Ehud Olmert
© AFP photoFormer Israeli PM Ehud Olmert speaks to the press at the District Court in Jerusalem. He was found guilty of a corruption charge in the first criminal trial.
Ehud Olmert was found guilty yesterday of a corruption charge in the first criminal trial of a former Israeli prime minister, but acquitted on two other counts in what was widely seen as a significant victory for him.

Although Olmert was convicted of fraud and breach of trust, he was found not guilty on more serious charges that included allegations he received cash bribes from a U.S. businessman and double-billed Israeli charities for overseas fund-raising trips. It was not immediately clear when Olmert, 66, would be sentenced. If that crime, breach of trust, does carry a prison term, he would become the first Israeli prime minister to serve time. He could face up to five years in jail.

The former prime minister is also battling, in a separate case, charges over the construction of a hulking luxury apartment complex that dominates a Jerusalem hilltop. Olmert was accused of taking some $150,000 from the U.S. businessman, pocketing more than $92,000 by double-billing the charities and helping to advance the business interests of a long-time friend.

The court convicted him only in connection with aiding his friend while serving as minister of trade and industry before becoming prime minister in 2006. Israel's Haaretz newspaper described the verdict on its website as a "crushing defeat" for the prosecution. Ynet news site, called the outcome a "legal earthquake," confounding widespread expectations of a triple conviction.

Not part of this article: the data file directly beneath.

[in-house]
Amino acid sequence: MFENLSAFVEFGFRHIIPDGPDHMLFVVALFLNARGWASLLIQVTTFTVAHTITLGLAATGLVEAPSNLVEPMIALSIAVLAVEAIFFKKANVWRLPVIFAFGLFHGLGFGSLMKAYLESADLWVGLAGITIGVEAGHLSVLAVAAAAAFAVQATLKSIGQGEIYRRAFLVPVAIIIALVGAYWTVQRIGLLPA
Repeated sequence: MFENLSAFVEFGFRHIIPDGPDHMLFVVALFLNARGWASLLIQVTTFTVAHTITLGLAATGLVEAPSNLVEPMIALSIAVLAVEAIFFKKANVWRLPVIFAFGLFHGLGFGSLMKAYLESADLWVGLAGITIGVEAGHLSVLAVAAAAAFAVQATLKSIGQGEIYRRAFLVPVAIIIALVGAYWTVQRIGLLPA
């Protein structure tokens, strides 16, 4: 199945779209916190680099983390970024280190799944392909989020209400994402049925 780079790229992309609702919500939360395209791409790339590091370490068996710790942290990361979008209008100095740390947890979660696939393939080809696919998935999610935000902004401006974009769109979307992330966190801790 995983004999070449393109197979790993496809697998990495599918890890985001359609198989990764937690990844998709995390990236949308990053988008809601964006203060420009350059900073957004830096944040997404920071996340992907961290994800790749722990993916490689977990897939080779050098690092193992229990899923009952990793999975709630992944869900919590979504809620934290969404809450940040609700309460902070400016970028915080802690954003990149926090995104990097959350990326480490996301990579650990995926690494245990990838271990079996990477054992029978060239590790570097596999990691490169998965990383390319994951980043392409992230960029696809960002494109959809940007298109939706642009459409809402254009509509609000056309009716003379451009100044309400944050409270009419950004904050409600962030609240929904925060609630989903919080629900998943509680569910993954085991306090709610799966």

The U.S. businessman, Morris Talansky, testified that he gave Olmert envelopes containing hundreds of thousands of dollars. Olmert says the money was used for electioneering, denying he benefited personally in return for advancing the businessman's interests. The court said prosecutors had failed to prove the payments were illegal.

Olmert resigned as prime minister in September 2008 after the accusations surfaced, saying he wanted to clear his name. But he stayed on as caretaker until March 2009 when Prime Minister Benjamin Netanyahu's government was sworn in.